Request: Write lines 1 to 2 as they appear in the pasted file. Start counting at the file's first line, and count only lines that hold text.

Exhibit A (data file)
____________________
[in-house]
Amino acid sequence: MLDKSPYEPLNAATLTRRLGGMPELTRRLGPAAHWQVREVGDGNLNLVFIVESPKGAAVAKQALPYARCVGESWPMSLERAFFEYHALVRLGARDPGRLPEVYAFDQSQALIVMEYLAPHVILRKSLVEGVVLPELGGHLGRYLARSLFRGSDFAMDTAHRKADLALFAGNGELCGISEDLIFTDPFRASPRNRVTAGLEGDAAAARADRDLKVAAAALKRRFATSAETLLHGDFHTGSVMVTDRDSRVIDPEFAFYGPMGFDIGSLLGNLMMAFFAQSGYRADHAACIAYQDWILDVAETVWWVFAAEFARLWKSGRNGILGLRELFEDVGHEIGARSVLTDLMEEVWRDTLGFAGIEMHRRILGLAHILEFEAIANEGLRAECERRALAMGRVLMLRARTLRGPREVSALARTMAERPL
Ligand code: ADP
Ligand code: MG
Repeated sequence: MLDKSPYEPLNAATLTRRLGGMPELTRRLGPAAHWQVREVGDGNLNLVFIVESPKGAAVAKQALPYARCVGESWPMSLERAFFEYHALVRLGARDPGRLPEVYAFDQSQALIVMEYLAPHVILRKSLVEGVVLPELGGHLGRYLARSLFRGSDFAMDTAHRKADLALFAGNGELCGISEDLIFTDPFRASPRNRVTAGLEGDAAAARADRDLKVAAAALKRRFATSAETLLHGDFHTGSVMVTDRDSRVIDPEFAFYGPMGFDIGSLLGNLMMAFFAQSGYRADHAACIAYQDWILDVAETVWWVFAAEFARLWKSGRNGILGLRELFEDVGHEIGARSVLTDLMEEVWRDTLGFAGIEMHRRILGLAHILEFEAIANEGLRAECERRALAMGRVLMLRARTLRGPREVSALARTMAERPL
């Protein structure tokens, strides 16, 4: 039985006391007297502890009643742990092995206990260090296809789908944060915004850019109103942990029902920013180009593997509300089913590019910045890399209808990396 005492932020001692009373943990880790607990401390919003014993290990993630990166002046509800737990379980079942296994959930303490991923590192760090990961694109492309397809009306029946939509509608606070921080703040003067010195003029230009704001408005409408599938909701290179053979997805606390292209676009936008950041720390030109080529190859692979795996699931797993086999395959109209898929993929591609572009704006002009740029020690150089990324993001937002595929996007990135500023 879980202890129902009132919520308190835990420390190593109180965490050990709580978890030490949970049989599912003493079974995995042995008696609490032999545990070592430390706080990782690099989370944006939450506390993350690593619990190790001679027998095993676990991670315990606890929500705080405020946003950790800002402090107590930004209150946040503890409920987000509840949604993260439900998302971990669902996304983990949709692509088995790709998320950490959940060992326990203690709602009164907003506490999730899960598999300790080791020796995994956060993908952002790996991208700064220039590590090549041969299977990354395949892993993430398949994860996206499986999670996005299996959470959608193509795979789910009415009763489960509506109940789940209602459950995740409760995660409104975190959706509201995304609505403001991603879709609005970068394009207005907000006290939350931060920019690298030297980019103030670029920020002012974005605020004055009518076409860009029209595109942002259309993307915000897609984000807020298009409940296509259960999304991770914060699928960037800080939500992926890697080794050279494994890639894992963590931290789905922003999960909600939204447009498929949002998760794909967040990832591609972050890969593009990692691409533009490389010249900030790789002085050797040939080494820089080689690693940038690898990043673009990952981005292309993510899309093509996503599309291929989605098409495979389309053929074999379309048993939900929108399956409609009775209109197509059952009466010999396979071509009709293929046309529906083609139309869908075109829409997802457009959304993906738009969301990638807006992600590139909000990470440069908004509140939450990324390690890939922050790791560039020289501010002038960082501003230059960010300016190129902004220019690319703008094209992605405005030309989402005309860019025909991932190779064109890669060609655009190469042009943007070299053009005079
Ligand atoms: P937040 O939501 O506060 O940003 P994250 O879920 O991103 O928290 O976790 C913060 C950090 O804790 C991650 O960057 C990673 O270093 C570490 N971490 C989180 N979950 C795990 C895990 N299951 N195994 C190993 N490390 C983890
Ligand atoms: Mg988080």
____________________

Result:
[in-house]
Amino acid sequence: MLDKSPYEPLNAATLTRRLGGMPELTRRLGPAAHWQVREVGDGNLNLVFIVESPKGAAVAKQALPYARCVGESWPMSLERAFFEYHALVRLGARDPGRLPEVYAFDQSQALIVMEYLAPHVILRKSLVEGVVLPELGGHLGRYLARSLFRGSDFAMDTAHRKADLALFAGNGELCGISEDLIFTDPFRASPRNRVTAGLEGDAAAARADRDLKVAAAALKRRFATSAETLLHGDFHTGSVMVTDRDSRVIDPEFAFYGPMGFDIGSLLGNLMMAFFAQSGYRADHAACIAYQDWILDVAETVWWVFAAEFARLWKSGRNGILGLRELFEDVGHEIGARSVLTDLMEEVWRDTLGFAGIEMHRRILGLAHILEFEAIANEGLRAECERRALAMGRVLMLRARTLRGPREVSALARTMAERPL